It sounds like a parody of the superhero comic / film genre from the start:
By day, a desk-bound grammar Gestapo agent, silently eliminating superfluous commas and dangling participles. By night, a creative free spirit roaming over stages and genres from gypsy goth in Camden to Romantic in Warminster. The editorial fine-tooth comb and the irrepressible fiddler; a riddle from either side … but how long can he lead a double life?
And while I wouldn’t seriously use that kind of purple prose about myself, there’s some truth to it. Like the fact that I more or less literally do my desk job in daylight and the public, participative part of my music work after dark (emails and private practice are another matter and may easily start at 9am – surprisingly my housemates and neighbours have yet to complain). Or indeed the difference between steady fixed-hours work for predetermined pay and the constant insecurity of uncertain freelance income in a very fluid market.
There are times when the two do collide, even doing both part-time. (I’m not entirely sure what the part-time label means applied to the music to be honest; perhaps just that I only need to be half as worried about the amount of money it makes.) Today I was asked could I do a to-be-confirmed gig tomorrow daytime – paid, from my point of view pretty much an add-on to tomorrow evening’s gig. Not an opportunity my musical self is going to pass up cheerfully; but my desk self is obliged to book time off in advance, so I couldn’t commit to the gig without getting confirmation before the end of the working day.
The real question, though, is do they require different personalities? Is there a real Jekyll and Hyde duality going on as I flit between the two? Well, to some extent I hope so; the main reason for going into music was after all that my desk job requires a working personality that is significantly artificial for me and that I was finding it too much of a strain to maintain (or be subjugated to) full-time. There’s certainly a difference between the making utterly certain of things that’s usually pervasive in my desk job, where the core of the job description is really to overlook absolutely nothing; and the rat race of freelance paying music, where you have to throw your hat into every ring, not only claim but believe you would be totally right for anything you might at all believably be equipped to do, never pull out of something because you’re scared of messing it up or you’re underprepared or you’ve been hired 36 hours before the concert – and at the same time be a total sceptic in order to spot when you might be ripped off or exploited because you don’t have enough safety margin to fall for it often.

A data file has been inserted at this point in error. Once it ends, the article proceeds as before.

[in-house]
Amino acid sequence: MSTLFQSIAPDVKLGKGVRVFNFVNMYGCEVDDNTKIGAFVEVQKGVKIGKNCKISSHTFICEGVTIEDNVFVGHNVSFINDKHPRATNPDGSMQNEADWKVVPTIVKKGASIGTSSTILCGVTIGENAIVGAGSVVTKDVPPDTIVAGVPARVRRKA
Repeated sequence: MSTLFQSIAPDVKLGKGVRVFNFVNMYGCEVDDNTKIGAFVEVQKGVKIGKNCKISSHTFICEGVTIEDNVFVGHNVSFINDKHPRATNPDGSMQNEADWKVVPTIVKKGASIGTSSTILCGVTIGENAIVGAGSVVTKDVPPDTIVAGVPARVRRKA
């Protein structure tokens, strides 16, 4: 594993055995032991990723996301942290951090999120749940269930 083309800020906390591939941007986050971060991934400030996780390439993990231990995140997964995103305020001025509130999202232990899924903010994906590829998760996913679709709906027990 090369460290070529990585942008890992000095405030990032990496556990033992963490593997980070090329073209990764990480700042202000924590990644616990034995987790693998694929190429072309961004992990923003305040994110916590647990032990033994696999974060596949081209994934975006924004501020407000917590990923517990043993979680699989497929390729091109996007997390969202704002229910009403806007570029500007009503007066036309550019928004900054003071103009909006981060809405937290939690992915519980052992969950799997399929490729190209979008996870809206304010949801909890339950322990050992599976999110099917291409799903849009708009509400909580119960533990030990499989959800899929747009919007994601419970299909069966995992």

Even the points of overlap can be equivocal. Yes, working in a big corporate and being a successful freelancer both require getting on with people well; but the sort of people and relationships that drive offices with over a thousand people in them are generally rather different to the sort that drive sticky-floored indie music venues, web-based entertainment agencies and shoestring semi-professional classical concerts. I’m not sure whether some of my bandmates would be more startled by how I am around my day colleagues or vice versa sometimes …
And only some of this can be kept impersonal of course. I’ve done reasonably well at keeping my publishing career out of my personal (including personal online life); it would be probably impossible and certainly utterly stupid to try and do the same with my musical freelance activity. As illustrated by the fact I’m about to share this post on my personal Facebook wall. This, and contemporary social media, does mean that if I want anything to be useful commercially, it has to be of a nature to be safely put where my brother or the woman who ran my church group when I was a pre-teen (and is now in close contact with my mother) will quite likely find it. Or if it isn’t I have to either take the business loss or take the personal risk. Erm, I mean, that sentence should have been in a different tense … any such happening is purely hypothetical … and of course I would never engage in such … what guilty conscience? … me? …